A practical guide to countering science denial
It should go without saying that science should dictate how we respond to science denial. So what does scientific research tell us?
One effective way to reduce the influence of science denial is through "inoculation": you can build resistance to misinformation by exposing people to a weak form of the misinformation.
How do we practically achieve that? There are two key elements to refuting misinformation. The first half of a debunking is offering a factual alternative. To understand what I mean by this, you need to understand what happens in a person's mind when you correct a misconception.
People build mental models of how the world works, where all the different parts of the model fit together like cogs. Imagine one of those cogs is a myth. When you explain that the myth is false, you pluck out that cog, leaving a gap in their mental model.
But people feel uncomfortable with an incomplete model. They want to feel as if they know what's going on. So if you create a gap, you need to fill the gap with an alternative fact.
For example, it's not enough to just provide evidence that a suspect in a murder trial is innocent. To prove them innocent – at least in people's minds – you need to provide an alternative suspect.
However, it's not enough to simply explain the facts. The golden rule of debunking, from the book Made To Stick, by Chip and Dan Heath, is to fight sticky myths with even stickier facts. So you need to make your science sticky, meaning simple, concrete messages that grab attention and stick in the memory.
How do you make science sticky? Chip and Dan Heath suggest the acronym SUCCES to summarise the characteristics of sticky science:
Simple: To paraphrase a quote from Nobel prize winner Ernest Rutherford: if you can't explain your physics simply, it's probably not very good physics.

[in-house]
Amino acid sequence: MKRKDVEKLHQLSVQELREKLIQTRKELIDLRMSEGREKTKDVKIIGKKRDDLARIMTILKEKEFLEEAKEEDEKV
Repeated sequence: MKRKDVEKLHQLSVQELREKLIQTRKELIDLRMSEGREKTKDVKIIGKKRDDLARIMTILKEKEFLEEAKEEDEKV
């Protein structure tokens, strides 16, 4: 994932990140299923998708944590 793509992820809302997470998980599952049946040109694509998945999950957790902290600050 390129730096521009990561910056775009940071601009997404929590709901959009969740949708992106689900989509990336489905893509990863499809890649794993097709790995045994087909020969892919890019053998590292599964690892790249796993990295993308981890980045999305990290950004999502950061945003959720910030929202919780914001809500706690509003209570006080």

Unexpected: If your science is counter-intuitive, embrace it! Use the unexpectedness to take people by surprise.
Credible: Ideally, source your information from the most credible source of information available: peer-reviewed scientific research.
Concrete: One of the most powerful tools to make abstract science concrete is analogies or metaphors.
Emotional: Scientists are trained to remove emotion from their science. However, even scientists are human and it can be quite powerful when we express our passion for science or communicate how our results affect us personally.
Stories: Shape your science into a compelling narrative.
Let's say you've put in the hard yards and shaped your science into a simple, concrete, sticky message. Congratulations, you're halfway there! As well as explaining why the facts are right, you also need to explain why the myth is wrong. But there's a psychological danger to be wary of when refuting misinformation.
When you mention a myth, you make people more familiar with it. But the more familiar people are with a piece of information, the more likely they are to think it's true. This means you risk a "familiarity backfire effect", reinforcing the myth in people's minds.